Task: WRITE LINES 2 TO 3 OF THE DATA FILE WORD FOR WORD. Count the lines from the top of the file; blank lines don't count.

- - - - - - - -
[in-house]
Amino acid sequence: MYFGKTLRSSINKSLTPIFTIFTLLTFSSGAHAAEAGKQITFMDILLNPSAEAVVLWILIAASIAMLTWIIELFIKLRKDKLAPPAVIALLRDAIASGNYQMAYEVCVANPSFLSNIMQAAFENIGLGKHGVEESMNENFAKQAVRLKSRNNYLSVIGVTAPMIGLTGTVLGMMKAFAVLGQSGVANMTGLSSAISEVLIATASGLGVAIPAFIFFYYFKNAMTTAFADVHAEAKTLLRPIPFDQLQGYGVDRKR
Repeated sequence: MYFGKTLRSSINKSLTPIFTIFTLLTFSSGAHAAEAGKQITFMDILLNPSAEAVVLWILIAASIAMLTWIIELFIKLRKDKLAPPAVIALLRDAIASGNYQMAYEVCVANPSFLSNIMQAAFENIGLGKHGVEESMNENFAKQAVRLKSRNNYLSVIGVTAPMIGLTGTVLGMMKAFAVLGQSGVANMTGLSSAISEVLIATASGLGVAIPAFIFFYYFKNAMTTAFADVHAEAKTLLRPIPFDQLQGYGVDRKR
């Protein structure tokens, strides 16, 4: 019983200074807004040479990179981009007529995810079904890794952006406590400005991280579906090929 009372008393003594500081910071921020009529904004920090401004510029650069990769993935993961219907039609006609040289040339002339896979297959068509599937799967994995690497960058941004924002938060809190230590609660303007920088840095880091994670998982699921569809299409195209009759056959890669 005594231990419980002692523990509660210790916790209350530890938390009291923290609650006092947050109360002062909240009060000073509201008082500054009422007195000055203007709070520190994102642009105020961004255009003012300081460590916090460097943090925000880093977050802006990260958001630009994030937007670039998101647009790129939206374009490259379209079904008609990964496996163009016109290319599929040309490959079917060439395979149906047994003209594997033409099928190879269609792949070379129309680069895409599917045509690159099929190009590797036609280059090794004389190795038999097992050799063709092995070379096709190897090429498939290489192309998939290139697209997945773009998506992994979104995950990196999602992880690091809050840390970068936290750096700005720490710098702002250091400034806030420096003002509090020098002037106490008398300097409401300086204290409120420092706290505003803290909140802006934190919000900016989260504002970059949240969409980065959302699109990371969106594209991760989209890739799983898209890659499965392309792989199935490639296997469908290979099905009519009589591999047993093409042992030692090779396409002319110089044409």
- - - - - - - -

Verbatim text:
Amino acid sequence: MYFGKTLRSSINKSLTPIFTIFTLLTFSSGAHAAEAGKQITFMDILLNPSAEAVVLWILIAASIAMLTWIIELFIKLRKDKLAPPAVIALLRDAIASGNYQMAYEVCVANPSFLSNIMQAAFENIGLGKHGVEESMNENFAKQAVRLKSRNNYLSVIGVTAPMIGLTGTVLGMMKAFAVLGQSGVANMTGLSSAISEVLIATASGLGVAIPAFIFFYYFKNAMTTAFADVHAEAKTLLRPIPFDQLQGYGVDRKR
Repeated sequence: MYFGKTLRSSINKSLTPIFTIFTLLTFSSGAHAAEAGKQITFMDILLNPSAEAVVLWILIAASIAMLTWIIELFIKLRKDKLAPPAVIALLRDAIASGNYQMAYEVCVANPSFLSNIMQAAFENIGLGKHGVEESMNENFAKQAVRLKSRNNYLSVIGVTAPMIGLTGTVLGMMKAFAVLGQSGVANMTGLSSAISEVLIATASGLGVAIPAFIFFYYFKNAMTTAFADVHAEAKTLLRPIPFDQLQGYGVDRKR